Stolen email credentials being used to pry into cloud accounts

Malicious actors are using the massive supply of previously stolen login credentials to help brute force their way into high-profile cloud-based business systems that cannot easily use two-factor authentication for security.

Proofpoint researchers found the availability of these tools has powered a massive increase in the number of cloud attacks taking place which in turn enable the attackers to possibly gain access to the people inside an organization who can be conned out of money. One new use of the previously harvested credentials was to utilize the stolen usernames and passwords to conduct a hybrid brute force attack password spraying attack. In these cases the stolen logins are used to enmasse with the hope that a match takes place allowing access.

There is also an ancillary attack type that uses phishing to gain initial entry into a target organization, then using the older credentials to move laterally.

“The attacker’s primary aim is often to launch internal phishing, especially if the initial target does not have the access needed to move money or data. Post-login access to a user’s cloud email and contact information improve an attacker’s ability to expand footholds within an organization via internal phishing and internal BEC,” the report said.

Proofpoint’s researchers studied hundreds of thousands of unauthorized logins and found 72% of cloud tenants were targeted at least once by threat actors, 40% of tenants had at least one compromised account in their environment 15 out of every 10,000 active user-accounts were successfully breached by attackers.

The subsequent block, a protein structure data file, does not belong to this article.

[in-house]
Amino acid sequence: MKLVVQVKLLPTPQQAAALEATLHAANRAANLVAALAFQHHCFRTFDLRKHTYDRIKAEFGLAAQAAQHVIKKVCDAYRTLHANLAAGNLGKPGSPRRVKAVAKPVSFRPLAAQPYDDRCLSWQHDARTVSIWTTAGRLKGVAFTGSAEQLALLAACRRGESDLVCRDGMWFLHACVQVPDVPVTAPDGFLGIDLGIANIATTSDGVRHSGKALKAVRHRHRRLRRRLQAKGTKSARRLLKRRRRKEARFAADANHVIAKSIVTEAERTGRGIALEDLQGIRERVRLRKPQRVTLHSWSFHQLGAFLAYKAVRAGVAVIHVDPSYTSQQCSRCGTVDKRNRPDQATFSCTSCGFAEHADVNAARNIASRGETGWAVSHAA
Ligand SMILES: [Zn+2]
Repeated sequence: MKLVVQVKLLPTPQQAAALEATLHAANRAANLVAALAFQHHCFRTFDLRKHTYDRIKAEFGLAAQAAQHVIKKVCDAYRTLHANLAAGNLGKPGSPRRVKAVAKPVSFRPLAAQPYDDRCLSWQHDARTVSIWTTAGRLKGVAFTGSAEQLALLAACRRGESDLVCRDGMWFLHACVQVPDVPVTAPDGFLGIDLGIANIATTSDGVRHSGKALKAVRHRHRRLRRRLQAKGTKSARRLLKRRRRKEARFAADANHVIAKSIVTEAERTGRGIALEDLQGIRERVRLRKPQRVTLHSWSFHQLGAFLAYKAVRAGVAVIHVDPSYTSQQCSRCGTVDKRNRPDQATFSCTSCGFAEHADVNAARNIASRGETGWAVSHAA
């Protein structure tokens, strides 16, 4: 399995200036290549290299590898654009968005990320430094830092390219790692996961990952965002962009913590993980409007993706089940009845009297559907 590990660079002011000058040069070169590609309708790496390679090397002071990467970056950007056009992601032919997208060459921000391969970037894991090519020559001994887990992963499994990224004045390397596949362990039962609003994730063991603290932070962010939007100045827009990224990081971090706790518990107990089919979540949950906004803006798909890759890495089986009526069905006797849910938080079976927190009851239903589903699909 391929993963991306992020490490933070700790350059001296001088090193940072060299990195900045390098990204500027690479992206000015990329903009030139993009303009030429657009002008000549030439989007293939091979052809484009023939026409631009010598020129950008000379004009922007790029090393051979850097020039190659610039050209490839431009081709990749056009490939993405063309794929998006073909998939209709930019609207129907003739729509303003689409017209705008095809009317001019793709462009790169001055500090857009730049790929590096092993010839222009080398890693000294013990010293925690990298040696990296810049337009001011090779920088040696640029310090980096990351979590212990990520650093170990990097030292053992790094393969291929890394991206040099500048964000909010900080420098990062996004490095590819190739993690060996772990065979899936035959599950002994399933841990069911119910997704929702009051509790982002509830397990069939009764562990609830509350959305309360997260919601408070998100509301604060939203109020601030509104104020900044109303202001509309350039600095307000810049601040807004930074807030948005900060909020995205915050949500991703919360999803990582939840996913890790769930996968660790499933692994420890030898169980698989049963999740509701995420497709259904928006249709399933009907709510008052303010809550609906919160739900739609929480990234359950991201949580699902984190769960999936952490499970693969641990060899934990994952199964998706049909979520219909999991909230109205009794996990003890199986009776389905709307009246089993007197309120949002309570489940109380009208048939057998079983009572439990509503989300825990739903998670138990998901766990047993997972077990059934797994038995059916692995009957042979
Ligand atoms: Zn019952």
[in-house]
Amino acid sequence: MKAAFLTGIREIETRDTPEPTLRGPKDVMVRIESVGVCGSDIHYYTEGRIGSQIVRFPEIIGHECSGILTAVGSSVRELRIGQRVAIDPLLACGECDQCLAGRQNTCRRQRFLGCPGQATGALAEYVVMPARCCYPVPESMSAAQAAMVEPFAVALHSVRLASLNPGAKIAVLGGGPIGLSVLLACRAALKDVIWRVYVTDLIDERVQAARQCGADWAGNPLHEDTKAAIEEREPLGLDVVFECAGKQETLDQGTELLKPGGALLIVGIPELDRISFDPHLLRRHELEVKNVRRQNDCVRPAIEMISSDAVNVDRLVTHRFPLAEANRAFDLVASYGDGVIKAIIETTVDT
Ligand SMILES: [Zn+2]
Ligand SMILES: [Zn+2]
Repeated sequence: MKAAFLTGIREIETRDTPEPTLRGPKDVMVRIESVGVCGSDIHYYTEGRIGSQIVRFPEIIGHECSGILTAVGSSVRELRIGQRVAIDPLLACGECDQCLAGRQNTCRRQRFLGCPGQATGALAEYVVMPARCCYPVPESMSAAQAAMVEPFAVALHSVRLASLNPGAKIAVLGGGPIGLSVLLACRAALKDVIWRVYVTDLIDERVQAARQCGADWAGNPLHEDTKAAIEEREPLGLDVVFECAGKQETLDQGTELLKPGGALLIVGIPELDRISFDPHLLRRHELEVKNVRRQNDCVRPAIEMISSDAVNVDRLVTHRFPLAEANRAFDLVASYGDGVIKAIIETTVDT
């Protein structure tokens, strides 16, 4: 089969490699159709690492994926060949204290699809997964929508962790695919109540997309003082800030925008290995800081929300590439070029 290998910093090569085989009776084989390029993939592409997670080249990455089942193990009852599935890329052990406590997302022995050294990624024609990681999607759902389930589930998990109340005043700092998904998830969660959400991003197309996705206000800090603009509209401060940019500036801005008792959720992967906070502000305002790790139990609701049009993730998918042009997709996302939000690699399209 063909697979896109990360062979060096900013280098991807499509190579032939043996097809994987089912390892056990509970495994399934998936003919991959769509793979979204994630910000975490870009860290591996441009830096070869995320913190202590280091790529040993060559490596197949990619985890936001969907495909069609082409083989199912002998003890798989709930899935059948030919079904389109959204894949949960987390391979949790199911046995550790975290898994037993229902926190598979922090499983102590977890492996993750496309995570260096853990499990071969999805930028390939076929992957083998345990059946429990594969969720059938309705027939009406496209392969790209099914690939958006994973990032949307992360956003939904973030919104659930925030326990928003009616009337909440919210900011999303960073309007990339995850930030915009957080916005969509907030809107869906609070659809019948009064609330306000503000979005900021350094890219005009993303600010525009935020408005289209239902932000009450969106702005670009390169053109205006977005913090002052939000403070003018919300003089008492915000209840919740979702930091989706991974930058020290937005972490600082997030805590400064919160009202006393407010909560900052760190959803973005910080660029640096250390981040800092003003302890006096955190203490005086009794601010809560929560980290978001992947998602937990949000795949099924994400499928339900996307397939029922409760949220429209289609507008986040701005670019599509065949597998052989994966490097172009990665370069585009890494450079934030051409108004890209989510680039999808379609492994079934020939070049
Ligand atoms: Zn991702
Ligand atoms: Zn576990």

Perhaps tiring of relying on Nigerian prince scams and looking for something new and more productive, the most of the successful attacks, 40 percent, were tracked to IP addresses located in that African nation. Next on the list was China being home to 26 percent of the attackers, than the United States, Brazil and South Africa.

“Between November 2018 and January 2019, successful brute force and phishing-related attacks involving Nigerian IP addresses increased by 65%. While these attacks did not all necessarily involve Nigerian actors, recent arrests and activity are consistent with widespread cybercrime in the region,” the report stated.

The research showed most of the attacks abused the IMAP protocol, most likely because it bypasses multifactor authentication and failed attempts to gain access to not result in account lock out so it is difficult to detect the attack because no trail is left.

About 60 percent of Microsoft Office 365 and G Suite tenants were hit with IMAP-based password brute force/spraying attacks resulting in a successful breach 25 percent of the time.

The attacks that started with a phishing attack also proved successful with 31 percent of the cloud tenants studied being breached in this method. Again, the Nigerians led the way here with 63 percent of successful attacks coming from this nation, followed by South Africa home to 21 percent of the fruitful attacks and then the U.S. with 11 percent.